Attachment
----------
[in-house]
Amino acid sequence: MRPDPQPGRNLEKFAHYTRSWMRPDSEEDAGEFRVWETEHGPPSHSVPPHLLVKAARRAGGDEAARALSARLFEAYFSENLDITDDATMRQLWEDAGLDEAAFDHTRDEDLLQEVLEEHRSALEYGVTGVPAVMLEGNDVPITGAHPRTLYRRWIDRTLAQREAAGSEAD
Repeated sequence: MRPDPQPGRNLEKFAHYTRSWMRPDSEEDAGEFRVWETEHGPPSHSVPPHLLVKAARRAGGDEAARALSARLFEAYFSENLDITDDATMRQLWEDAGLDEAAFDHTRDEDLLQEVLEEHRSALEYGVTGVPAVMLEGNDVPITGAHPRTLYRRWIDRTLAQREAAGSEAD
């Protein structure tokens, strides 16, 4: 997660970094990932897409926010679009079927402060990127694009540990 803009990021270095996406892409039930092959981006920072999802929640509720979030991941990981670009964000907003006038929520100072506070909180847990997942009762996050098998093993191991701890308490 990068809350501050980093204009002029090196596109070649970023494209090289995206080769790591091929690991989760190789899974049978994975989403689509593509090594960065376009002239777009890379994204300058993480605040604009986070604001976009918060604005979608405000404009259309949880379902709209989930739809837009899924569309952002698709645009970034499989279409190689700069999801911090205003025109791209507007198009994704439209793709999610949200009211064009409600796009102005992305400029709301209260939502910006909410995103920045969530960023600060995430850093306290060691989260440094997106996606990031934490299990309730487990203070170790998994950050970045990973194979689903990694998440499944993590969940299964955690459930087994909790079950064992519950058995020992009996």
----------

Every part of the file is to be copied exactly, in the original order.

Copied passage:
[in-house]
Amino acid sequence: MRPDPQPGRNLEKFAHYTRSWMRPDSEEDAGEFRVWETEHGPPSHSVPPHLLVKAARRAGGDEAARALSARLFEAYFSENLDITDDATMRQLWEDAGLDEAAFDHTRDEDLLQEVLEEHRSALEYGVTGVPAVMLEGNDVPITGAHPRTLYRRWIDRTLAQREAAGSEAD
Repeated sequence: MRPDPQPGRNLEKFAHYTRSWMRPDSEEDAGEFRVWETEHGPPSHSVPPHLLVKAARRAGGDEAARALSARLFEAYFSENLDITDDATMRQLWEDAGLDEAAFDHTRDEDLLQEVLEEHRSALEYGVTGVPAVMLEGNDVPITGAHPRTLYRRWIDRTLAQREAAGSEAD
């Protein structure tokens, strides 16, 4: 997660970094990932897409926010679009079927402060990127694009540990 803009990021270095996406892409039930092959981006920072999802929640509720979030991941990981670009964000907003006038929520100072506070909180847990997942009762996050098998093993191991701890308490 990068809350501050980093204009002029090196596109070649970023494209090289995206080769790591091929690991989760190789899974049978994975989403689509593509090594960065376009002239777009890379994204300058993480605040604009986070604001976009918060604005979608405000404009259309949880379902709209989930739809837009899924569309952002698709645009970034499989279409190689700069999801911090205003025109791209507007198009994704439209793709999610949200009211064009409600796009102005992305400029709301209260939502910006909410995103920045969530960023600060995430850093306290060691989260440094997106996606990031934490299990309730487990203070170790998994950050970045990973194979689903990694998440499944993590969940299964955690459930087994909790079950064992519950058995020992009996």